What is a skin infection?
An infection is defined as a disease in any region of the body resulting from invasion by a virus, bacteria, parasite, or other harmful micro-organisms. Sometimes, the skin, which is designed to help defend your body against infection, can become infected itself. This typically occurs when there is an open wound in the skin, which creates a gateway for germs and other micro-organisms to invade and infect the skin.
Skin infections can affect any area of the body including the face, hands, and genital area. Skin infections can also occur in any layer of the skin. However, skin infections that extend into the deeper layers of skin are usually more serious than infections found on surface layers. Treatment of a skin infection will vary based on its severity.
Depending on lifestyle habits, along with other factors, some patients may experience chronic or recurrent skin infections. For example, athletes who frequently play sports may see a reappearance of a fungal infection even after treatment. Patients with weakened immune systems may also experience repeating skin infections.
The causes of skin infections
There are four different types of skin infections: bacterial, viral, fungal, and parasitic. Depending on the type of infection, the cause will vary.
Bacterial skin infections occur when there is a break in the skin through which bacteria enters. Having a weakened immune system may increase your risk of developing a bacterial skin infection. Common bacterial infections include cellulitis, impetigo, and staph infection.
Viral skin infections are caused by viruses, which can invade the body through skin contact or exchange of bodily fluids. Common viral skin infections include warts, herpes, and human papillomavirus.
Fungal skin infections can occur when there is a break in the skin through which fungi can enter. Exposing the skin to prolonged moisture can increase your risk of developing a fungal infection. Common fungal skin infections include athlete’s foot and yeast infections.
Parasitic infections are caused by microscopic organisms or insects that burrow below the skin and lay eggs. Common parasitic skin infections include head lice, body lice, and scabies.
You may be more prone to skin infections if you:
- Have diabetes
- Have poor circulation
- Have a compromised immune system
- Are lacking proper nutrients in the body
- Are older
- Are on bed rest or immobile for an extended duration
- Have numerous folds in the skin
While older people may be more prone to skin infections, skin infections can occur in anyone, including infants and children.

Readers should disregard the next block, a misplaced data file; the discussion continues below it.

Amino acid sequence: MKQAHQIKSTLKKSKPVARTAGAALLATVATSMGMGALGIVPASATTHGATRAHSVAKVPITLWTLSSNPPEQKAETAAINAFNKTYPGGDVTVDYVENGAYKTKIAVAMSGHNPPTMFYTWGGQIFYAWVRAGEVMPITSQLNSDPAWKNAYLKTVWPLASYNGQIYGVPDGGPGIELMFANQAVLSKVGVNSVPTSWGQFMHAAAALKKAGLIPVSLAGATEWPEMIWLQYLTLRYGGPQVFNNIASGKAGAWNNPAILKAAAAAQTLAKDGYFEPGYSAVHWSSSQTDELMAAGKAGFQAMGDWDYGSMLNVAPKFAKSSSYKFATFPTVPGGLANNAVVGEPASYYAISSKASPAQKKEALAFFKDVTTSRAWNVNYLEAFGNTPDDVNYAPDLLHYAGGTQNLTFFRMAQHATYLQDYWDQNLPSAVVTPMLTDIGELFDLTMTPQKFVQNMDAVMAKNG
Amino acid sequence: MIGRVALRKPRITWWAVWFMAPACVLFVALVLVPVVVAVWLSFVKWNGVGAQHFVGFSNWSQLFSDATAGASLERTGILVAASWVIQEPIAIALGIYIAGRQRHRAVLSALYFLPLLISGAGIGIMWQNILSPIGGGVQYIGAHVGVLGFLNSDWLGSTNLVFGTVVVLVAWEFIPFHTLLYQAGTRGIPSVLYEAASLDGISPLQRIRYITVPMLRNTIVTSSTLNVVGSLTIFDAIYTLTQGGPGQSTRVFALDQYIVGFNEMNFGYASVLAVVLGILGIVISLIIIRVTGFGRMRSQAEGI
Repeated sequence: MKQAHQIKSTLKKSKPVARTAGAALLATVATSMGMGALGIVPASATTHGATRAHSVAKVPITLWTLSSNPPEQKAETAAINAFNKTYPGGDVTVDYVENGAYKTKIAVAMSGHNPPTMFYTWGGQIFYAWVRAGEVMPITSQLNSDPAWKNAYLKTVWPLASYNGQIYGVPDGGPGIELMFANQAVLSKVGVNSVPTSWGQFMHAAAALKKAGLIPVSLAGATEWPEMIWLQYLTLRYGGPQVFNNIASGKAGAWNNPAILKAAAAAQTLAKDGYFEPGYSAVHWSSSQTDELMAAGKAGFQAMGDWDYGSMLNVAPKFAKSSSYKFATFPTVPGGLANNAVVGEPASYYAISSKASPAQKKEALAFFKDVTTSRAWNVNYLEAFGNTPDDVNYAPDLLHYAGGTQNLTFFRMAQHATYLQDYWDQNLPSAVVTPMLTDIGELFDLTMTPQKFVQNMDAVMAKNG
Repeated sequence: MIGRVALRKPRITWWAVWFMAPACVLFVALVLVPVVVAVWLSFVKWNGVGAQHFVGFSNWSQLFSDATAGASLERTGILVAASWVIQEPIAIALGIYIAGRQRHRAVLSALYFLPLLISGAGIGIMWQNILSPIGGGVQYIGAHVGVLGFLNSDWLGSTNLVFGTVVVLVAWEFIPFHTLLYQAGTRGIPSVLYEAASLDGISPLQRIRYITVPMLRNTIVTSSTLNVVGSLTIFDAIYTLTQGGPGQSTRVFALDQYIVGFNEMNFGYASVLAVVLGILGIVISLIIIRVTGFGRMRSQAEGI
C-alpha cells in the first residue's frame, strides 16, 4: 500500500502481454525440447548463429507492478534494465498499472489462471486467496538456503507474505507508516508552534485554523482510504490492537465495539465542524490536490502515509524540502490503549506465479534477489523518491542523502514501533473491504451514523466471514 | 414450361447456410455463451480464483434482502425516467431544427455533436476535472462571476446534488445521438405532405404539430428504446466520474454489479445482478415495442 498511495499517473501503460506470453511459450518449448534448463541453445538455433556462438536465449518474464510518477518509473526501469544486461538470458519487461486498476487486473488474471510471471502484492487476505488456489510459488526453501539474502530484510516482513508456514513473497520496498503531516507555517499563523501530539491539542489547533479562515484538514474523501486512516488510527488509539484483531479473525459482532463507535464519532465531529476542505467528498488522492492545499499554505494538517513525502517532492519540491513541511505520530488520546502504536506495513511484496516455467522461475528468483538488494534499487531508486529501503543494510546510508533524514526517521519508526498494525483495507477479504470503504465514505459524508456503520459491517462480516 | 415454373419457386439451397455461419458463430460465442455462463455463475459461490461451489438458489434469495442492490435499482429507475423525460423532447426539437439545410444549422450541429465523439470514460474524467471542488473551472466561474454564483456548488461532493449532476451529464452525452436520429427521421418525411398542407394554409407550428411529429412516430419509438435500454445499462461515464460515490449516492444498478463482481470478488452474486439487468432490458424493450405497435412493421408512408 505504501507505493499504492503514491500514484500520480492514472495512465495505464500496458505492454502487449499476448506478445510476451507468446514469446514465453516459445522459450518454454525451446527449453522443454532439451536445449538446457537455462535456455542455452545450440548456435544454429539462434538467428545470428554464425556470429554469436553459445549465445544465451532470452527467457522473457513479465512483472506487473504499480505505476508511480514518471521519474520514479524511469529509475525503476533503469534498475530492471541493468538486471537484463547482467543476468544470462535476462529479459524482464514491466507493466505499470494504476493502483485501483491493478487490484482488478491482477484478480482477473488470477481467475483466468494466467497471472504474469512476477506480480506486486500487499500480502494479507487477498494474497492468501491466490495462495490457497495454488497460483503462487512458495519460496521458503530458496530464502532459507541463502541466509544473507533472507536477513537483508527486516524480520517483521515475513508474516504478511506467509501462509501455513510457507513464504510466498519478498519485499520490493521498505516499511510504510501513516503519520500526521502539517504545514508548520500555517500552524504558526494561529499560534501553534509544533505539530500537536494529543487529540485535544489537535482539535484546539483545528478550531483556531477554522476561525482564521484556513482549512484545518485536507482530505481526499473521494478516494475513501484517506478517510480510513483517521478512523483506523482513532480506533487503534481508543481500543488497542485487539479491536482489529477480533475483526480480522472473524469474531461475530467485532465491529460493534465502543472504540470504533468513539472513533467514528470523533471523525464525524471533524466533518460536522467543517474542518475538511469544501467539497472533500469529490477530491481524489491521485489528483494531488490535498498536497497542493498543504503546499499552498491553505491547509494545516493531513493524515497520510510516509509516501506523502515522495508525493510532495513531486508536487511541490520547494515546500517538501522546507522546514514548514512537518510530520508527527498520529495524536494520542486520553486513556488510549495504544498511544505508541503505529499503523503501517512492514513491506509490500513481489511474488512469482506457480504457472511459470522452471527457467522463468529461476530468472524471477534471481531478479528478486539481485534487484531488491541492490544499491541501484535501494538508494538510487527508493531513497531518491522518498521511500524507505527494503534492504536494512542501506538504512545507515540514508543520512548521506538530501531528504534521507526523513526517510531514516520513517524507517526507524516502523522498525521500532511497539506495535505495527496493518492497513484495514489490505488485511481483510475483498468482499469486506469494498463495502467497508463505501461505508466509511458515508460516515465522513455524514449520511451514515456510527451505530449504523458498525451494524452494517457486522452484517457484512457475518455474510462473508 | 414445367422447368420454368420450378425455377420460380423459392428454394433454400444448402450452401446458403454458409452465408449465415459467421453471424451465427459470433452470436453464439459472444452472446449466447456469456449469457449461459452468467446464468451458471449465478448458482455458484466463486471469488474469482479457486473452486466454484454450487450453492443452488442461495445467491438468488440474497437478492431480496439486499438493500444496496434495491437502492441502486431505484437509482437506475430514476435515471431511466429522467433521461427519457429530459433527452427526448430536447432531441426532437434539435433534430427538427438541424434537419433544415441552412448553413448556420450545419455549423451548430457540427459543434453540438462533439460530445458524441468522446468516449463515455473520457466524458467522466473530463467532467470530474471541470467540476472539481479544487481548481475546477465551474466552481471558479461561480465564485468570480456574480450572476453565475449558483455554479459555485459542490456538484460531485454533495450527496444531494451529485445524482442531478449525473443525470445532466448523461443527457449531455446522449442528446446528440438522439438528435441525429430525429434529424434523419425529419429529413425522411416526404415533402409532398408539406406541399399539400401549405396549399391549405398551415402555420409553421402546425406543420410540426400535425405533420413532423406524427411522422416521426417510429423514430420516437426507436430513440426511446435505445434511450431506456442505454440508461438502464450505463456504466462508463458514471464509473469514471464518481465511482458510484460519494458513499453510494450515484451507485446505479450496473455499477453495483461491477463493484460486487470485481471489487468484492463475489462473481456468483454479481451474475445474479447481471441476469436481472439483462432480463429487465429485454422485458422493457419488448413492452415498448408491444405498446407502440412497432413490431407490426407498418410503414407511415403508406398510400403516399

What are the symptoms of a skin infection?
Symptoms of a skin infection can appear anywhere on the body, including the face, hands, arms, and legs. While symptoms of a skin infection will vary based on the type of infection, common symptoms may include rashes, redness, itching, pain, and tenderness of the affected areas. More severe symptoms of a skin infection include:
- Blistering of the skin
- Pus leaking from the site of infection
- Skin deterioration
- Skin darkening or discoloration (signs that tissue may be dying)
How skin infections are diagnosed
If you are experiencing signs of a skin infection, or if you believe you have a skin infection, a thorough exam by a dermatologist can help confirm a diagnosis. To assess your symptoms, your doctor may start off by reviewing your medical history and symptoms, followed by a thorough exam of the affected skin and surrounding areas. If your doctor believes you have a skin infection, additional testing may be recommended to verify what type of infection is affecting the skin.
Can a skin infection lead to complications if left untreated?
Left untreated, a skin infection can enter the bloodstream and lead to life-threatening conditions. Speak with your doctor immediately if you experience blistering of the skin, pus emitting from the infection site, or deterioration of skin.
How are skin infections treated?
Sometimes infections may go away on their own without requiring treatment. However, if the infection does not go away, or if symptoms appear to worsen, medical treatment may be needed. Depending on whether you have a bacterial, viral, fungal, or parasitic skin infection, treatment may vary. Your dermatologist will recommend treatment options that may best fit your needs. For example, topical antibiotics are usually recommended to treat bacterial skin infections. Other treatment recommendations for skin infections may include:
- Intravenous antibiotics
- Over-the-counter antifungal sprays
- Oral medications